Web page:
If you drive off post near the Misty Mountain residential area and hear the “ding, ding, ding,” of a railroad bell and see flashing red lights, it’s not your imagination. There is a new signal on the tracks.
The newly activated railroad crossing signal is located where Thunder Lane and Texas Road intersect, about two miles east of the St. Robert Municipal Center.
“We have had an active crossing there for years and years,” said Terry Collins, Directorate of Public Works, civil engineering technician. “With the growth of residential property and new families and homes, (we’ve been working toward getting) a working signal for several years. Finally, I’ve got that done, and now I am trying to make sure that anybody crossing the tracks, whether trash pickup, trucks, school buses, or personal vehicles, understands the crossing is now active.”
When the train is coming, motorists will see flashing red lights and hear the bell, which is on top of the signal. There are no arms or gates that will deploy when a train crosses because of the road grade increases in that area.
“In slick weather, a motorist would not be able to stop in time for the arms, so lights and bells is what they will see and hear,” Collins said.
The approaching train will either be doing 5 mph around the blind curve or 20 mph coming in to the installation, and Collins cautions, “a 150-ton train can’t stop that fast,” so it’s never a good idea to try and outrun the train.
Collins is rail inspector for the 18 miles of track from Bundy Junction, in Jerome, leading into the installation, and 27.7 miles of track total, which is all owned by the Army.
“My job is to maintain the rails,” he said. “I inspect and maintain the tracks, make repairs, and stipulate safety requirements for speed.”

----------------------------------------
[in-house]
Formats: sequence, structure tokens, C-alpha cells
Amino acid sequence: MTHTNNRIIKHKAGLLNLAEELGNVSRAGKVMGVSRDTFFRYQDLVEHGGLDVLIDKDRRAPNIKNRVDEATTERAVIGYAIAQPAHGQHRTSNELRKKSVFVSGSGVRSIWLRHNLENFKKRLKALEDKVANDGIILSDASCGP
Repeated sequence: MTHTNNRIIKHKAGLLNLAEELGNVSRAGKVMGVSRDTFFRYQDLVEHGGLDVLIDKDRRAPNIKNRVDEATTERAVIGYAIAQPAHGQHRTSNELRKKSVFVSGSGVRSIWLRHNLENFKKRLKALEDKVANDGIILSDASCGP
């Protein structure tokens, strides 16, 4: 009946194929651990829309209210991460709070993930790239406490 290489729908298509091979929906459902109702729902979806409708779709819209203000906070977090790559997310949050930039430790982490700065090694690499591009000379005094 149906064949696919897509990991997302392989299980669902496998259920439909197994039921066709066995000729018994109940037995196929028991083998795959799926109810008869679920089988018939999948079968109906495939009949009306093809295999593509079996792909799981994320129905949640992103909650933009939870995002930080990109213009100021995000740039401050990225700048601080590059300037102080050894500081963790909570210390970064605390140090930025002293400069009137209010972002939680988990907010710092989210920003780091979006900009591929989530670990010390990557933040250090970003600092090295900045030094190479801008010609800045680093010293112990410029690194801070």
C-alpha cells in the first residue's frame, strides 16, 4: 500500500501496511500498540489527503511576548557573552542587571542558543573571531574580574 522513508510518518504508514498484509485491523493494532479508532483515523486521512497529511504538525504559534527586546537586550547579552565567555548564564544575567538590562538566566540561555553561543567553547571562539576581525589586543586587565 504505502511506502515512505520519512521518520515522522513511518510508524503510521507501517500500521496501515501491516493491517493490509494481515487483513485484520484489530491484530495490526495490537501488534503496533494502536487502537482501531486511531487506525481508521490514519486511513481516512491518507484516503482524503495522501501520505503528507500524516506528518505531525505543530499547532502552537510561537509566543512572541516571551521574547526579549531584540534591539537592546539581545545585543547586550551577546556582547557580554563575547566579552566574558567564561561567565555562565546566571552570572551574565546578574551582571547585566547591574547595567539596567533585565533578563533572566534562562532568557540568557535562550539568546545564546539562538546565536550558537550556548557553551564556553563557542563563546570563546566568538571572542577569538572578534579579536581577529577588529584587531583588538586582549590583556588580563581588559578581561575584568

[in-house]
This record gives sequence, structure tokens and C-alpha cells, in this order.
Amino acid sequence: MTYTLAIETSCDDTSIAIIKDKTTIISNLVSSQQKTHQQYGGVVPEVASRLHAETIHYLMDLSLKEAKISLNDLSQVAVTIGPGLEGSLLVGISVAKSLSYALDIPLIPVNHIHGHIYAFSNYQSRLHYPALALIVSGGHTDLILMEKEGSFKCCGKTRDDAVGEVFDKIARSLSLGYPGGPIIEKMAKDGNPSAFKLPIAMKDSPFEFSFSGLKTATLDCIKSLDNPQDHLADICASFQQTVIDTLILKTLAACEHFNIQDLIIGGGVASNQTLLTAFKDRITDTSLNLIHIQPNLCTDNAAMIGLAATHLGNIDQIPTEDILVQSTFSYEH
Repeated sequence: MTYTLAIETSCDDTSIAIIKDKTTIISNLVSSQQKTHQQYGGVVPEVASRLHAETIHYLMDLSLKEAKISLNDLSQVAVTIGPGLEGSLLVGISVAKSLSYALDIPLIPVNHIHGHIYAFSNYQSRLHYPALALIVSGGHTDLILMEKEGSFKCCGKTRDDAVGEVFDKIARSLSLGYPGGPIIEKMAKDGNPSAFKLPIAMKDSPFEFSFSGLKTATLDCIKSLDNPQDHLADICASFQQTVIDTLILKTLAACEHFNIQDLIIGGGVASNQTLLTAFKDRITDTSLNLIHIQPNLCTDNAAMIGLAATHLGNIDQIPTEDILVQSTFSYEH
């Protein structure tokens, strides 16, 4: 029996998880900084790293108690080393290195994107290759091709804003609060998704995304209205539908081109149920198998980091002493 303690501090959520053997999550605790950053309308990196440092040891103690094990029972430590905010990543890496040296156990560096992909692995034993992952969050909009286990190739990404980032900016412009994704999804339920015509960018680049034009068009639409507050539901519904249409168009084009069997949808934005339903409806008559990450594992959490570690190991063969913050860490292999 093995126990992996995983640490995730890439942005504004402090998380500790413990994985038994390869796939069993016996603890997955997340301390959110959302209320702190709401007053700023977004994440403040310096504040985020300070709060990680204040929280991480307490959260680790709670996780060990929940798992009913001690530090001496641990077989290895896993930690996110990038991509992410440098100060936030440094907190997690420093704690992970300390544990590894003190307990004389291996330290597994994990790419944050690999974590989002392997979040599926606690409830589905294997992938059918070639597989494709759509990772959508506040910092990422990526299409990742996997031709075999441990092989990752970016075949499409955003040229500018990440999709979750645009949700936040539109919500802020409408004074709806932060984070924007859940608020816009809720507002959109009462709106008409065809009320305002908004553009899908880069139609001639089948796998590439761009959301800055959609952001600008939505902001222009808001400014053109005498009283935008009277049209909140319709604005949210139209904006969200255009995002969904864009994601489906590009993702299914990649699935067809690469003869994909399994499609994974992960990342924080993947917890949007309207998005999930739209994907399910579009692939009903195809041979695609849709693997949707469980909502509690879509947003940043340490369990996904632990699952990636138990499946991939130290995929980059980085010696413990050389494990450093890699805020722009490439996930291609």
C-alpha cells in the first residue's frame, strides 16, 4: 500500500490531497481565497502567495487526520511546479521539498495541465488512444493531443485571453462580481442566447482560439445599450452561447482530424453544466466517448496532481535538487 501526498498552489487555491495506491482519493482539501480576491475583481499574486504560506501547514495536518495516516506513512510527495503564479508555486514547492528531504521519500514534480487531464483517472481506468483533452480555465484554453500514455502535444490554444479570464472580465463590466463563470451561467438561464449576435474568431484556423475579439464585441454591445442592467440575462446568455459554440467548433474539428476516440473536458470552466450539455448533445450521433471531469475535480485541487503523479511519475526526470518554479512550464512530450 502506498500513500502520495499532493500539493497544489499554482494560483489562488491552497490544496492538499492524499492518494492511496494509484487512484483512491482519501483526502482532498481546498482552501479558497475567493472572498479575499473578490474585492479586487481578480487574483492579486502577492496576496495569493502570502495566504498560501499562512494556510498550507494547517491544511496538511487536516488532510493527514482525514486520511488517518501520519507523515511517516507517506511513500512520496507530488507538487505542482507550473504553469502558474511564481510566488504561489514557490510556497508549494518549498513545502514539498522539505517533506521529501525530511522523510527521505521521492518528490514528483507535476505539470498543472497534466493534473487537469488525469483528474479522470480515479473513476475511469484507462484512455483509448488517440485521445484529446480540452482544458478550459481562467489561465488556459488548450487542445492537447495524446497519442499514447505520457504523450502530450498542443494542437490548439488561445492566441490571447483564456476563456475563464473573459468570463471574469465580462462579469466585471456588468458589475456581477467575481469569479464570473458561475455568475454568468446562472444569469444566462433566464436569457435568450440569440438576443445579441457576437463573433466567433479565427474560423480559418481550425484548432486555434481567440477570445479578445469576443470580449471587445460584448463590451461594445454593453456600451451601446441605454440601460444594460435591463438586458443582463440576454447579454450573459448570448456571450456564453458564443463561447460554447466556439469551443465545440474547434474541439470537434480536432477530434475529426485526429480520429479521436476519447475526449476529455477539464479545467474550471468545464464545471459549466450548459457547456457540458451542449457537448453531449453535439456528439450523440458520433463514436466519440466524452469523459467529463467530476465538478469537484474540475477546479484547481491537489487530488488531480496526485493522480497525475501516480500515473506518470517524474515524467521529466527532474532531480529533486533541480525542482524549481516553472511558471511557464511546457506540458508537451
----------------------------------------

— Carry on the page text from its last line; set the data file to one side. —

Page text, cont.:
While the Logistics Readiness Center oversees the actual train crew, Collins controls the speed limits and how the trains operate based on the conditions of the track.
Richard Pentecost, Transportation Motor Pool, wage supervisor, said the crossing has not been used for a while because of flooding in the area.
Now, with the crossing activated, Pentecost anticipates that Collins will keep the rail speed to 5 mph for about six months until motorists get used to having a working crossing again.
“Hopefully people can bear with us while we are moving that slow,” Pentecost said. “They will probably say they can walk faster than the train is going, so patience is key.”
The rail schedule is based on mission and requirements, so there is no regular time a train will pass through the area.
By regulation, a high rail truck performs inspections once a week, usually on Monday or the first part of the week depending on federal holidays, according to Collins.
“Weekly there is traffic, but actual train traffic is sporadic, so you never know,” he said. “You might have two runs a month or not have a run for two or three months. It just depends on mission.”
“During my tenure, since 2004, we have done everything from moving individual units to moving large substations to replace those on the installation,” Collins added. “I’ve had trains up to 44 cars at a time, so that’s a pretty good size train for our spur.”
The rail was originally built in 1941.
“The history records that we have indicate, minus the bridges, the rail was built in about 90 to 120 days, so there was a lot of material put in quickly,” Collins said. “They tell us Santa Fe owned the rail at the time, and it was transferred over to the Army in the ‘70s.”
He said rail remains the cheapest mode of moving cargo so the crossing remains active.
“It’s important for people to understand this is a working rail, so we can keep everybody safe,” Collins said. “If a train or rail car is coming, you’ll hear the bells and see the red lights, so come to a complete stop and let the train pass.”